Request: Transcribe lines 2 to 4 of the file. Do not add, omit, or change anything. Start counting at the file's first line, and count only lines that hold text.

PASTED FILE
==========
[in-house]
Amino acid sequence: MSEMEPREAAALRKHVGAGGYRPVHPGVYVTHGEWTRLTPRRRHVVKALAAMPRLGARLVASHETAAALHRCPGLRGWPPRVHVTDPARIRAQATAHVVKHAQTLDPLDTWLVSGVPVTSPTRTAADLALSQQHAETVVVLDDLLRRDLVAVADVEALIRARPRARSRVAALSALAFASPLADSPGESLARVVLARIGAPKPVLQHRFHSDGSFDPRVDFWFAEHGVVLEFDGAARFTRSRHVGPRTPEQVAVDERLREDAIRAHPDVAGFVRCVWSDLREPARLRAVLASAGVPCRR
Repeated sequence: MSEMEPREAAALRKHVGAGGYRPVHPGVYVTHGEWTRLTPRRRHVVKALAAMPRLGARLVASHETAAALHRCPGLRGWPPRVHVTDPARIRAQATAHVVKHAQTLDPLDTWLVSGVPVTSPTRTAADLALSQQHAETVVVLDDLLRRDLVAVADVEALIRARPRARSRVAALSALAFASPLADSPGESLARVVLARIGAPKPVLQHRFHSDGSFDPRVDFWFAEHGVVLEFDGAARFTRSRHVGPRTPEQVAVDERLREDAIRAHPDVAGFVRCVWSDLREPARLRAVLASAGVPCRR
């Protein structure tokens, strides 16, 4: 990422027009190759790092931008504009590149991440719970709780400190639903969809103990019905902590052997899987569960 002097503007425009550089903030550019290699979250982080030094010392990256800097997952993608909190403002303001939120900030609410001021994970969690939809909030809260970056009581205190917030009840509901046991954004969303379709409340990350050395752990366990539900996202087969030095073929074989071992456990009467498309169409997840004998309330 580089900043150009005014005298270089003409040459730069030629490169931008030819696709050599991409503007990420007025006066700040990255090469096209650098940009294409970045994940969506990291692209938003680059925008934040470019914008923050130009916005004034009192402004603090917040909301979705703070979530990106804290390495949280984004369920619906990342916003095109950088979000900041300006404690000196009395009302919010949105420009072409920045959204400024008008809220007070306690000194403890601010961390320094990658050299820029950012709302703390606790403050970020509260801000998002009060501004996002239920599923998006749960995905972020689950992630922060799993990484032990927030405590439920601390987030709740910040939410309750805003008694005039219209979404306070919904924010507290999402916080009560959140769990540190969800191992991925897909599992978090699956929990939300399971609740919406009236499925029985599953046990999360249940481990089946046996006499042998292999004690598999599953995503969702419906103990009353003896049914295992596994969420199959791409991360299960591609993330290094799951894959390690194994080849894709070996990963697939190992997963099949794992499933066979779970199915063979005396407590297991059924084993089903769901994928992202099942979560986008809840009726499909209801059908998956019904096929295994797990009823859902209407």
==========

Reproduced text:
Amino acid sequence: MSEMEPREAAALRKHVGAGGYRPVHPGVYVTHGEWTRLTPRRRHVVKALAAMPRLGARLVASHETAAALHRCPGLRGWPPRVHVTDPARIRAQATAHVVKHAQTLDPLDTWLVSGVPVTSPTRTAADLALSQQHAETVVVLDDLLRRDLVAVADVEALIRARPRARSRVAALSALAFASPLADSPGESLARVVLARIGAPKPVLQHRFHSDGSFDPRVDFWFAEHGVVLEFDGAARFTRSRHVGPRTPEQVAVDERLREDAIRAHPDVAGFVRCVWSDLREPARLRAVLASAGVPCRR
Repeated sequence: MSEMEPREAAALRKHVGAGGYRPVHPGVYVTHGEWTRLTPRRRHVVKALAAMPRLGARLVASHETAAALHRCPGLRGWPPRVHVTDPARIRAQATAHVVKHAQTLDPLDTWLVSGVPVTSPTRTAADLALSQQHAETVVVLDDLLRRDLVAVADVEALIRARPRARSRVAALSALAFASPLADSPGESLARVVLARIGAPKPVLQHRFHSDGSFDPRVDFWFAEHGVVLEFDGAARFTRSRHVGPRTPEQVAVDERLREDAIRAHPDVAGFVRCVWSDLREPARLRAVLASAGVPCRR
């Protein structure tokens, strides 16, 4: 990422027009190759790092931008504009590149991440719970709780400190639903969809103990019905902590052997899987569960 002097503007425009550089903030550019290699979250982080030094010392990256800097997952993608909190403002303001939120900030609410001021994970969690939809909030809260970056009581205190917030009840509901046991954004969303379709409340990350050395752990366990539900996202087969030095073929074989071992456990009467498309169409997840004998309330 580089900043150009005014005298270089003409040459730069030629490169931008030819696709050599991409503007990420007025006066700040990255090469096209650098940009294409970045994940969506990291692209938003680059925008934040470019914008923050130009916005004034009192402004603090917040909301979705703070979530990106804290390495949280984004369920619906990342916003095109950088979000900041300006404690000196009395009302919010949105420009072409920045959204400024008008809220007070306690000194403890601010961390320094990658050299820029950012709302703390606790403050970020509260801000998002009060501004996002239920599923998006749960995905972020689950992630922060799993990484032990927030405590439920601390987030709740910040939410309750805003008694005039219209979404306070919904924010507290999402916080009560959140769990540190969800191992991925897909599992978090699956929990939300399971609740919406009236499925029985599953046990999360249940481990089946046996006499042998292999004690598999599953995503969702419906103990009353003896049914295992596994969420199959791409991360299960591609993330290094799951894959390690194994080849894709070996990963697939190992997963099949794992499933066979779970199915063979005396407590297991059924084993089903769901994928992202099942979560986008809840009726499909209801059908998956019904096929295994797990009823859902209407």